On the plus side though, this kind of connection and depth of plot has been achieved in FPS games. For me, particularly the Halo franchise. Ever since Halo: combat evolved, I’ve been addicted to the plot, trawling through books, chat room theories and shedding tears of laughter with friends in the endless amounts of multiplayer game play to be had online. In addition, I noticed by the release of Halo 3, that I really didn’t want Cortana to die. For all I cared master chief could have died and Earth be destroyed, as long as she didn’t die I was happy. But gladly it didn’t come to that, but equally it didn’t have a clich├ęd ending that made me want to vomit, leaving my pleasantly satisfied after decades of war with the Covenant.

Even strategy games CAN benefit from an amazing plot, as previously mentioned, Warcraft 3 and also by Blizzard, Starcraft and its expansion Brood war. Though, equally, strategy games don’t really need to be fuelled by plot. Games like the Total War series are vaguely historical and have no plot as the game played different with every new game started. Equally however, games such as Command and Conquer 3: Tiberium wars, *shakes head* can have a plot so bad and pointless it destroyed a potentially good game.

To draw this thesis to a close, in conclusion I don’t think that plot is the be all and end all of a successful game by any means. It is completely subjective to the intended audience and genre. However, a poor plot can easily destroy what could have been a good games, just as much as boring and monotonous game play can.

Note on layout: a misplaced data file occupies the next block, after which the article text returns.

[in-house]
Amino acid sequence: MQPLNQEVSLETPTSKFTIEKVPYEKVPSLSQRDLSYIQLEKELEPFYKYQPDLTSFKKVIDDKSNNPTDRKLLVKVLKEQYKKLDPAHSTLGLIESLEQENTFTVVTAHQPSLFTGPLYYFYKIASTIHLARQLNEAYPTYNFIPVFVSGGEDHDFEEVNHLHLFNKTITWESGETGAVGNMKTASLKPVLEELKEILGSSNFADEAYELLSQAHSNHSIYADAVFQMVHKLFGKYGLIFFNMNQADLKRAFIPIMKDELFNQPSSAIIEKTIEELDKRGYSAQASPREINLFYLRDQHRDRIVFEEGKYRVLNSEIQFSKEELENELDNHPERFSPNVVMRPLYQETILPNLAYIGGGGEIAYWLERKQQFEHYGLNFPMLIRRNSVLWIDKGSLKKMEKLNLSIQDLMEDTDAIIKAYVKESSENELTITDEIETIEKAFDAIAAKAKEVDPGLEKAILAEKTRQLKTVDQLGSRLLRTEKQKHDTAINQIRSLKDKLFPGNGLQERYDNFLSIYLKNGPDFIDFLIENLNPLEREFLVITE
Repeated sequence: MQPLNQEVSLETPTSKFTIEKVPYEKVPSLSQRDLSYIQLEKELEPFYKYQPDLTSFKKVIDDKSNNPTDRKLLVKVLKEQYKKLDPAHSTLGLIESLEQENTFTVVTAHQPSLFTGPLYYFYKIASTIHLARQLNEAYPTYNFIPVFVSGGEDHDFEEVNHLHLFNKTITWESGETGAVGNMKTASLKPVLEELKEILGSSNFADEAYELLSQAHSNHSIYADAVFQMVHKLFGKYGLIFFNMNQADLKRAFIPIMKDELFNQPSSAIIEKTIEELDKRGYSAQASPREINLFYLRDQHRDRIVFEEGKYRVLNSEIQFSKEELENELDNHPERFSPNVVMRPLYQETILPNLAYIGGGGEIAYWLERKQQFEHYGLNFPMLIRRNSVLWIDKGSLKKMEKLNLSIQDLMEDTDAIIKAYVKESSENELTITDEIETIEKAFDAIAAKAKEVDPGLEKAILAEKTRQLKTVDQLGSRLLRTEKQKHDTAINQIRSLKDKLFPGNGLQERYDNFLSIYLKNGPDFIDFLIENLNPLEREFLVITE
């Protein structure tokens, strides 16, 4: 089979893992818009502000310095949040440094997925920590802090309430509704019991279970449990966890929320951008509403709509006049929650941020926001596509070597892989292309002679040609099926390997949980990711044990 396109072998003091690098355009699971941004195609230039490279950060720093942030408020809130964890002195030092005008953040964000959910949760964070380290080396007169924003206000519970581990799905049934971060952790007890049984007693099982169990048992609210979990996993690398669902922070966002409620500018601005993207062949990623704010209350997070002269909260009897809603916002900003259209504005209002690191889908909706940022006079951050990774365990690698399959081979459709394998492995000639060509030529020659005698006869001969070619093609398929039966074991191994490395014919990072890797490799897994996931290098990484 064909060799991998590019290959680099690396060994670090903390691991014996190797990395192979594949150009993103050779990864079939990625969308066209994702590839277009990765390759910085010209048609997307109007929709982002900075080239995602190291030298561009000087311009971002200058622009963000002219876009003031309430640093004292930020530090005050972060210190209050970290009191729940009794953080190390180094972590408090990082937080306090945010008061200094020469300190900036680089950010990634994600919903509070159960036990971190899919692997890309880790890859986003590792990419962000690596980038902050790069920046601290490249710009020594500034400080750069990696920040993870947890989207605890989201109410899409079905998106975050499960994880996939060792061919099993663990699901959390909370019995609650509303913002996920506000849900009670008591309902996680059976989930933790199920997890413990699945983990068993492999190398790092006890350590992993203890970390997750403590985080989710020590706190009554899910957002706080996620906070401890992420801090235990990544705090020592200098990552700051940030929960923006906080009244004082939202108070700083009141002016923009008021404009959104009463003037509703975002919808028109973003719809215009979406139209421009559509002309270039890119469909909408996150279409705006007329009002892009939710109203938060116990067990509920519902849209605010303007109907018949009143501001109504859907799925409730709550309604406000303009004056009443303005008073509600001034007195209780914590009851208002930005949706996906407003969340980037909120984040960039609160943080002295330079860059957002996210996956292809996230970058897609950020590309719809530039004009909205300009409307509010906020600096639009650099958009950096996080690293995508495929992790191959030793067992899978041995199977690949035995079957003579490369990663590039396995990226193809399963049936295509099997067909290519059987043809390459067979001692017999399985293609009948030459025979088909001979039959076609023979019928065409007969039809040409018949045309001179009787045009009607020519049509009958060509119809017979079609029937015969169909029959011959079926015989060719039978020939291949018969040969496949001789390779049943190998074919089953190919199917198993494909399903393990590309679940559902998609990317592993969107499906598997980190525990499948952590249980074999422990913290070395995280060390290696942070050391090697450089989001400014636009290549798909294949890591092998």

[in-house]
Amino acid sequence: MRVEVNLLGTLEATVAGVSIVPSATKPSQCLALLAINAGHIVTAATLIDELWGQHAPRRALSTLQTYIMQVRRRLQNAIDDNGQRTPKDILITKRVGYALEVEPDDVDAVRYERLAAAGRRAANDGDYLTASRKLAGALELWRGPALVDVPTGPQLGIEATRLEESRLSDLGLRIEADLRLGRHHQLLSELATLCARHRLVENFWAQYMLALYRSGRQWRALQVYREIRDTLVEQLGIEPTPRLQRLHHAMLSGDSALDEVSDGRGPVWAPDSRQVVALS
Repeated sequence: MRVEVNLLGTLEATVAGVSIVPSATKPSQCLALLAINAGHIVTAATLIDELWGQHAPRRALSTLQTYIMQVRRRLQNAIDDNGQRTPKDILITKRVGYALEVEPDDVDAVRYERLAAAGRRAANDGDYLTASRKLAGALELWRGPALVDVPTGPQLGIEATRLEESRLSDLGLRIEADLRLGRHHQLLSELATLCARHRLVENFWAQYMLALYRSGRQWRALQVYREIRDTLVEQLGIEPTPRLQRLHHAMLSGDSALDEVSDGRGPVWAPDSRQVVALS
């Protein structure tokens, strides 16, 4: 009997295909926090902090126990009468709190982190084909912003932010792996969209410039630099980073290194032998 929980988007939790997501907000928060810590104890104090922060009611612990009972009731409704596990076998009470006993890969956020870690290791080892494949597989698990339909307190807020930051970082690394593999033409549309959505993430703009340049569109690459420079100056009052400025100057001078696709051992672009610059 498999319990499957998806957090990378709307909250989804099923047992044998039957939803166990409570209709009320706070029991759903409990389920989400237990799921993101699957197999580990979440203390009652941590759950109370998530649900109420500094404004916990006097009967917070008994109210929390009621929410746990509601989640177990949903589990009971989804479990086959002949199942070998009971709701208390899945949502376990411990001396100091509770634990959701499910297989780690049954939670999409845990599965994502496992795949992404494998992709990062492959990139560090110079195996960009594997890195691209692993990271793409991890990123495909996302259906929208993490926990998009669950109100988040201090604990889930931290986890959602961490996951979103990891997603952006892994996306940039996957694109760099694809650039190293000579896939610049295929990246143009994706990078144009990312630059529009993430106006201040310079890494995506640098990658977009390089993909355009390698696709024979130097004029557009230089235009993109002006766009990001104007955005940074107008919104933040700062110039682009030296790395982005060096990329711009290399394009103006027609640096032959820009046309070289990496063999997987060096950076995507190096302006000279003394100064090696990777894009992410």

Would Frodo still have taken the ring if he knew how "easy" it would be?

The title Art Director itself is somewhat deceptive. It’s about as simple as strolling into Mordor and casting the ring into the lava. Initially I imagined that an Art Director’s job, rather jobs, would involve managing a team of artists, assessing their work and progress and basically leading them to produce the final look and style of the game. In fact, in addition to that, they must: work with the project art manager to ensure goals and projects are hit within a budget; directly recruit a team, communicate art direction with overseas teams, personally resolve technical issues, monitor less-experienced artists, present the project’s progress to seniors and 3rd parties, on top of working on the development of the game himself. All of a sudden its quite a responsibility. I can imagine that unless you have a very compromising personal life, you wouldn’t have one.